The Path to Public Service at SEAS
Should Supreme Court Justices Have Term Limits? That ‘Would Be Fine,’ Breyer Says at Harvard IOP Forum
Harvard Right to Life Hosts Anti-Abortion Event With Students For Life President
Harvard Researchers Debunk Popular Sleep Myths in New Study
Journalists Discuss Trump’s Effect on the GOP at Harvard IOP Forum
MANCHESTER, N.H.—Nearly 200 Harvard College Democrats combed the streets yesterday morning to assist in a final effort to get-out-the-vote in this battleground state.
While some arrived earlier this weekend, 30 members hopped on a 9 a.m. school bus yesterday to the state which was won by Kerry by a margin of 3 percent with 95 percent of precincts reporting.
During the 40-minute ride, with NPR on high volume blaring continuous election updates, the College Dems could hardly contain their giddiness.
“I wouldn’t get anything done today anyway because I’m ridiculously nervous,” said Quinn G. Phillips ’07, making his first canvassing trip to New Hampshire.
Between last Friday and Election Day, the College Dems sent about 200 supporters to New Hampshire with the goal of “knocking on every Democratic-leaning door in Manchester” and driving residents to polling places, if necessary, said Thomas M. McSorley ’06, the legislative director of the group.
In Manchester, the Harvard delegation teamed up with America Coming Together (ACT), a non-profit organization affiliated with America Votes, a coalition of progressive groups.
Mike P. Kaufman, a staging coordinator for ACT, said that 2,600 volunteers were on the streets of New Hampshire on Election Day. Harvard students made up a third of the canvassers in Manchester, Kaufman said.
From the ACT local downtown headquarters, volunteers were driven around the town and dropped off in pairs with a map and list of Democratic-leaning residents that they planned to remind to vote.
On the bus, students disagreed over how successful their canvassing would be. But many said they did not want to sit idly by as this highly contested election was being decided.
“I want to know that I’ve done everything I could,” said Hallie A. Fader, a first-year student at Harvard Law School who was on her first trip with the College Dems. “I’ve been complaining about [President Bush] for four years, and it would be sort of silly if I didn’t do anything about it.”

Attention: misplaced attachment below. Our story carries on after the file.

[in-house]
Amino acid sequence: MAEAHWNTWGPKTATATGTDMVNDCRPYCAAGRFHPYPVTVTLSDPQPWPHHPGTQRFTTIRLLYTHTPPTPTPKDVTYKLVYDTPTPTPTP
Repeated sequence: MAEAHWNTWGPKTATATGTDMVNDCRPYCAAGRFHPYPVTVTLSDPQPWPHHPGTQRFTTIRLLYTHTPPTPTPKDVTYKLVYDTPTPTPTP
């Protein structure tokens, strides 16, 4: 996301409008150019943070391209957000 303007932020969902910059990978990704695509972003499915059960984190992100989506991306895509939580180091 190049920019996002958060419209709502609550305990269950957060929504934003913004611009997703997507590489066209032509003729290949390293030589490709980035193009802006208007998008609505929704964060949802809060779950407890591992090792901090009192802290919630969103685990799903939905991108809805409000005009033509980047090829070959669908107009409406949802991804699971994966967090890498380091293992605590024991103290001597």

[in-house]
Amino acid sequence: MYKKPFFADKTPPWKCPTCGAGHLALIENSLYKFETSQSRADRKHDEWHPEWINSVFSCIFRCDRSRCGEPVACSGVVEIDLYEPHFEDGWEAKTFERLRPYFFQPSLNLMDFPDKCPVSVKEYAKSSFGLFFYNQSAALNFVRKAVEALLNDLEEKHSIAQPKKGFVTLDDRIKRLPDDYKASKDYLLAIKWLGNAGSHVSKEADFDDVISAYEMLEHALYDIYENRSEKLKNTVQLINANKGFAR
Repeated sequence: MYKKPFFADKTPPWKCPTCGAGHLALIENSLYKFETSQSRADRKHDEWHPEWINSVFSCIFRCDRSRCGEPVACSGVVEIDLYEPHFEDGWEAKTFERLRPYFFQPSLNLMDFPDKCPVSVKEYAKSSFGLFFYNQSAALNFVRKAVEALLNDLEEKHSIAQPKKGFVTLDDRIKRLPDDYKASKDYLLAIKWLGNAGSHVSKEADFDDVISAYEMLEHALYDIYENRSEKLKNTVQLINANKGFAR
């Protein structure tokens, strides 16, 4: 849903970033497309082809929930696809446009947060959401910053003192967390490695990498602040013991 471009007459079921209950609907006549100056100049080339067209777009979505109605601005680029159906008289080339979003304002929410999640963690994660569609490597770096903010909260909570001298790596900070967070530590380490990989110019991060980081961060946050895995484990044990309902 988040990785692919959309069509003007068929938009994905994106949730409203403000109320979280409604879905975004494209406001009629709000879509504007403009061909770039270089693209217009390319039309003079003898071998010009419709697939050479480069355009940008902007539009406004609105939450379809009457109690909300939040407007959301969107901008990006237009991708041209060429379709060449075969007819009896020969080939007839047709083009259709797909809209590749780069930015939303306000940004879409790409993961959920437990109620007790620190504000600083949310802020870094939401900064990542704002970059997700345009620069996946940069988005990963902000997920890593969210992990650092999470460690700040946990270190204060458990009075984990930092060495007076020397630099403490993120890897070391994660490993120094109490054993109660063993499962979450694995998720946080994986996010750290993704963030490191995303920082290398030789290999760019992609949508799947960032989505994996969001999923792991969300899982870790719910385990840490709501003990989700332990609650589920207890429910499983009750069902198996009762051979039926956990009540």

A group of students arrived Monday evening and said they have barely slept since.
“We sunset canvassed, labeled, midnight canvassed and sunrise canvassed,” said William C. Nygard ’08, who did not let fatigue depress his spirits. “I’m fighting for our country!”
As the bus entered Manchester, the College Dems were greeted by scores of activists standing on street corners, most of them holding Kerry-Edwards signs.
“It’s sort of funny, when you think about it, to have four years of frustration channeled into one day,” Fader said.
After the polls closed at 7 p.m., the volunteers returned to the headquarters exhausted but upbeat.
“It takes a lot of effort, a lot of time and a lot of determination to reach people,” said Greg M. Schmidt ’06, College Dems campaign director. “We try to make whatever difference we can.”
In addition to canvassing, ACT dispatched volunteers to man phone banks and to make sure citizens waiting in long lines to vote weren’t discouraged from voting. Students delivered pizza to voters standing in two-hour long lines around Manchester.
On the bus ride back, which was even more packed than the morning bus, the anticipation that had been building up throughout the day approached its peak. The hushed group clung to the radio commentators’ every word, breaking into loud cheers whenever they heard evidence that the election would produce a Kerry win.
Want to keep up with breaking news? Subscribe to our email newsletter.